We all have spent years of our lives taking others on adventures. This adventure is for us. Rejuvenation. We want the unknown, new places, more days, remote wilderness adventure.
No Single-Use Plastic
Too many backcountry expeditions end with piles of plastic bags thrown in the trash. We want to eliminate that. We want to design, create, and test a waterproof reusable and reliable food storage bag.
Traverse the Ungava Peninsula
We'll start with our toes in Hudson Bay and end with them in Ungava Bay. Human Powered. Yes, we'll portage from the airport to the ocean. And then, the ocean to the airport.
One of the best places to begin route planning? Google Earth. Each day's travel length can be measured. Each proposed campsite's Lat and Long measurements can be recorded. Waterfalls can be seen, images from other adventures can be viewed.
Imagine entering this area even, 120 years ago. Inaccurate maps and no information. Or, with a hand drawn map, a hunch and large sacks of flour, sugar, and salt.
I can't fathom adventuring like the first explorers. Over-planning and information gathering can easily hinder the expedition prep process. Can't we just go already?
If you're into adventure stories, check out Great Heart: The History of a Labrador Adventure. A 1903 ill-fated expedition into the unmapped Labrador Wilderness was a race for fame for Leonidas Hubbard that he would not survive. That gave way to a 1905 expedition crafted and completed by his wife, Mina Hubbard and her fantastic Cree Guide, George Elson. This expedition made headlines around the world.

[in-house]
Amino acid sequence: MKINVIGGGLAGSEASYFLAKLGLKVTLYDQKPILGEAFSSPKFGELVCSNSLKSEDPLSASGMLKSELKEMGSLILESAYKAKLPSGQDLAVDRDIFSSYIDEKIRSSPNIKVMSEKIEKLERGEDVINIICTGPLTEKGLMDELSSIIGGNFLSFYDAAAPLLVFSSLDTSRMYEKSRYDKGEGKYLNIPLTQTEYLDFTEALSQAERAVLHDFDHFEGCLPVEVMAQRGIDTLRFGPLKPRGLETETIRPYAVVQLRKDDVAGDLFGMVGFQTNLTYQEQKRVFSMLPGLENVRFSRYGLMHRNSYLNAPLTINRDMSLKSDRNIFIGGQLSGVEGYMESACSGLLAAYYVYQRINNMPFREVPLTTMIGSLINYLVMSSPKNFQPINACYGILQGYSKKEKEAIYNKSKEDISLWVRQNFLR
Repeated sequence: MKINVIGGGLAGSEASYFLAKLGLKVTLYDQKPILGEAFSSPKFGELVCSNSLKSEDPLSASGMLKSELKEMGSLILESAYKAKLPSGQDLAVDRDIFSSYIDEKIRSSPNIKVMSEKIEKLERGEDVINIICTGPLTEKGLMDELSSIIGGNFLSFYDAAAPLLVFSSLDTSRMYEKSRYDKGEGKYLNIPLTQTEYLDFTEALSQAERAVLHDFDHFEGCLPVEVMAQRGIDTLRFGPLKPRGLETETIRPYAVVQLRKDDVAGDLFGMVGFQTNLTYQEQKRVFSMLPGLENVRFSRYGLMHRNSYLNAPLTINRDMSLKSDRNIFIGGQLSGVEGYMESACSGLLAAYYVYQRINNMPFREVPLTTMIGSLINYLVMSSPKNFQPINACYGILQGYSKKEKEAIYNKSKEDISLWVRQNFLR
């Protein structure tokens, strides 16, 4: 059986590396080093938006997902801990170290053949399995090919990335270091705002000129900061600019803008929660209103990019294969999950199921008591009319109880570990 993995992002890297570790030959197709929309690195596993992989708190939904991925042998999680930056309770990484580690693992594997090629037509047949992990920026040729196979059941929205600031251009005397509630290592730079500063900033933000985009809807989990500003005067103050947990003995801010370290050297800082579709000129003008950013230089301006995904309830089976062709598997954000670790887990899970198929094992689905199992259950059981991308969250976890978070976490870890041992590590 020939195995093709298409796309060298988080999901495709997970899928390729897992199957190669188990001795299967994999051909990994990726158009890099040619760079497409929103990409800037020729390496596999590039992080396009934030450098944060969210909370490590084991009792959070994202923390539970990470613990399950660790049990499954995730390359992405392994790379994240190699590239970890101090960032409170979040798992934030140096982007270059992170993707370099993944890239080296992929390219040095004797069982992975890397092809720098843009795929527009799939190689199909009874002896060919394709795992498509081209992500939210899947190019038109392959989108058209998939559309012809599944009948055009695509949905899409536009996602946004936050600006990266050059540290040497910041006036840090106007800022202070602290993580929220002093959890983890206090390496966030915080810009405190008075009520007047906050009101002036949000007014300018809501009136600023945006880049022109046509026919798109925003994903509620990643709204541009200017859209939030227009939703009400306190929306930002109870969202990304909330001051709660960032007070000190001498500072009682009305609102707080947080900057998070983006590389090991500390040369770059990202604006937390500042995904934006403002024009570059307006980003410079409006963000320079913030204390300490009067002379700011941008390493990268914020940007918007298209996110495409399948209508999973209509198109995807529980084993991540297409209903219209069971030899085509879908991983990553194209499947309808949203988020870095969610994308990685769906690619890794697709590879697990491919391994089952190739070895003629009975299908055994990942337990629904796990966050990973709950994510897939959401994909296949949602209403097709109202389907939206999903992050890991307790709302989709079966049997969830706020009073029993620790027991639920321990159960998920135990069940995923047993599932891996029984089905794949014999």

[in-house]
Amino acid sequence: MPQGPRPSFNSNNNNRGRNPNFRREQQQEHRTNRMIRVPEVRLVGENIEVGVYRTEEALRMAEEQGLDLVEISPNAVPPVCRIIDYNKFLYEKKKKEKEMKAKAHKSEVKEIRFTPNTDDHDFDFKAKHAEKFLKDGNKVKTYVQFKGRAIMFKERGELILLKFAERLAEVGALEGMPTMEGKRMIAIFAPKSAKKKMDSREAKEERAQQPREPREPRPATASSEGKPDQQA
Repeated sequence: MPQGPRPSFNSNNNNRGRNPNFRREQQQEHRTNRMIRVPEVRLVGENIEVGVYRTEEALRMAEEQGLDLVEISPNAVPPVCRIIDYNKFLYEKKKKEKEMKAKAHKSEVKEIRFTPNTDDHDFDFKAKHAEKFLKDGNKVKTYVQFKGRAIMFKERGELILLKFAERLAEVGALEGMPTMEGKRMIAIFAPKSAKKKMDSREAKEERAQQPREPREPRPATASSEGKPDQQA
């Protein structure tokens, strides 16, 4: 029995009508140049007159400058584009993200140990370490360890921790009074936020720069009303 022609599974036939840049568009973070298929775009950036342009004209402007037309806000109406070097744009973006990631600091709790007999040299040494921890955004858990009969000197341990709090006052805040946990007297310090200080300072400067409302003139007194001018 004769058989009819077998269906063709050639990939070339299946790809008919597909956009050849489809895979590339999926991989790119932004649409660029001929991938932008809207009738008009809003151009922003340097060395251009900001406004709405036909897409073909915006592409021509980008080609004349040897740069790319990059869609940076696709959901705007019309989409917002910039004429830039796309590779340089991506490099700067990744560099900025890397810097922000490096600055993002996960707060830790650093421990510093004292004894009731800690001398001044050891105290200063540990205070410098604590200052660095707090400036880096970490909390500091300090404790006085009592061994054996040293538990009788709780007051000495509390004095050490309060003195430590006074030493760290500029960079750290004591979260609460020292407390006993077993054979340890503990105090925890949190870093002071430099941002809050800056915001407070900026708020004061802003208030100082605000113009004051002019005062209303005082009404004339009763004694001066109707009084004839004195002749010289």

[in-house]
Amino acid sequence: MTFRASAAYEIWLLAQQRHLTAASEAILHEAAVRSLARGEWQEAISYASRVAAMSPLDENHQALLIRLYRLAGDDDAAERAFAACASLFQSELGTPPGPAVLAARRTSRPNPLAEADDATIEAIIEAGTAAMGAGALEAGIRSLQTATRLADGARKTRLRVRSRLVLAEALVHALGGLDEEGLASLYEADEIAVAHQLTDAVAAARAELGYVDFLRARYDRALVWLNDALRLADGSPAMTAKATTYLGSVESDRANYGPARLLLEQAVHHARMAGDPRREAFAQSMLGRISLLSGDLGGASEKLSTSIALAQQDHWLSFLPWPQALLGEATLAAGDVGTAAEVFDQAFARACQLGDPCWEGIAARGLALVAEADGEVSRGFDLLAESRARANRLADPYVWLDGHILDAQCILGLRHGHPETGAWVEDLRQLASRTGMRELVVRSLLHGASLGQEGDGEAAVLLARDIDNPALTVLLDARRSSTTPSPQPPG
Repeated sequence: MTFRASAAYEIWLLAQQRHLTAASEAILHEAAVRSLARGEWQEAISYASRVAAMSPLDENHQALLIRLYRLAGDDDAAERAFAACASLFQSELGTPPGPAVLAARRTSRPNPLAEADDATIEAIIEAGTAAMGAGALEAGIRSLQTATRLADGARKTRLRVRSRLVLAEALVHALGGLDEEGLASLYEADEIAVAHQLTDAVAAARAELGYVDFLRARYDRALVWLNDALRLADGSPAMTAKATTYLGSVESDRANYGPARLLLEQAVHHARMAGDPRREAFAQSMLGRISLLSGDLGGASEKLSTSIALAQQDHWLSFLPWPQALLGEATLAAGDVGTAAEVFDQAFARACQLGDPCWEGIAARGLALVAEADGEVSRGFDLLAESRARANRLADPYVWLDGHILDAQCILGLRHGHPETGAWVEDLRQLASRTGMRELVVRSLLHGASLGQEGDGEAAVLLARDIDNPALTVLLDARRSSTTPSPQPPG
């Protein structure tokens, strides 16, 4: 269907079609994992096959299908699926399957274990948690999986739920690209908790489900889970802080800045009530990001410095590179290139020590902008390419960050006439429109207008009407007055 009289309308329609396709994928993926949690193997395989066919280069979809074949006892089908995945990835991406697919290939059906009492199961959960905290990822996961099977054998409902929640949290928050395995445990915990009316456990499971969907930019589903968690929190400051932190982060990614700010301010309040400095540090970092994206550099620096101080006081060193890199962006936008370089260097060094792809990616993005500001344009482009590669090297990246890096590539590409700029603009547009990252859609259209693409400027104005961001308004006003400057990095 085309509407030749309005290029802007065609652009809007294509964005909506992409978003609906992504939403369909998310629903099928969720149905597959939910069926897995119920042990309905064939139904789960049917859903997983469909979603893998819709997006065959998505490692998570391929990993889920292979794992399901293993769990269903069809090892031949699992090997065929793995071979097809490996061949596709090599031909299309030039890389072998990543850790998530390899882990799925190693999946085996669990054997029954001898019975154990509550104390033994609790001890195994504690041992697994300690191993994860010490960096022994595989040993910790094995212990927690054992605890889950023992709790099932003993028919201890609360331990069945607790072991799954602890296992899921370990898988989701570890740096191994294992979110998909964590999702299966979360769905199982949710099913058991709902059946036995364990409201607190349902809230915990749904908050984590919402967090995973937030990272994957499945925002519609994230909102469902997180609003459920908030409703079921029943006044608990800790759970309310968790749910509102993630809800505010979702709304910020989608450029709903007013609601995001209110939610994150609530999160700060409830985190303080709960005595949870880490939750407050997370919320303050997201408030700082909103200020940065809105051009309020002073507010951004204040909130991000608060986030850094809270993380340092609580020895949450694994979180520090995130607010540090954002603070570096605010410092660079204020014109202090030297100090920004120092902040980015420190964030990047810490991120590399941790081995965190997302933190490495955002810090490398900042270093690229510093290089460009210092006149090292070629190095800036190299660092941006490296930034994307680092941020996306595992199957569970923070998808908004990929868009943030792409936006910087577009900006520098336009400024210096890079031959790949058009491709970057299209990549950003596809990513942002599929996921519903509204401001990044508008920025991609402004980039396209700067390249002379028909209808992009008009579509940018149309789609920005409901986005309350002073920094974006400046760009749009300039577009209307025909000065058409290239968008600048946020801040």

These days I can explore waterfalls, rivers and mountain tops around the world, in moments immediately after the thought occurs. Today I stood on the east face of Annapurna. Holy moly is that mountain steep.
The world of adventure sure has changed in the last 120 years. I can take a flying tour of our expedition route at an altitude of 164 feet.
Let's face it, it is hard, impractical, and almost impossible to escape from using plastic. My PakCanoe has plastic parts, my favorite fleeces contain plastic fibers, most of my back country travel gear contains some kind of plastic synthetic material. I'm not ready to trade my cozy sleeping bag for an elk skin or my lightweight rain pants for a heavy waxed canvas pair. I am ready to be conscious of my one time use plastic consumption; the things I buy that only get use once and tossed.
Food packing for expedition travel often looks like taking food out of its original grocery store packaging (usually plastic) and putting in an easy to open and close plastic bag. Things get packed by meal, organized so that each meal and its ingredients are bagged individually. In the backcountry this means that food stays dry and organized, but each meal produces several plastic bags that get thrown away at the trip's end. I am tired of bringing groups back from expeditions and throwing away trash bags full of plastic bags. As innovative, conscientious, adventurers, we can do better. The outdoor industry can do better. Leave no trace ethics should extend beyond picking up food waste at our campsites. It should raise the question: What is the overall impact of my expedition?
The Task. How do we pack 40 days of food with no one time use plastic? How do we purchase food when trying to minimize waste?
Stay Tuned for Canoe Ungava food packing updates.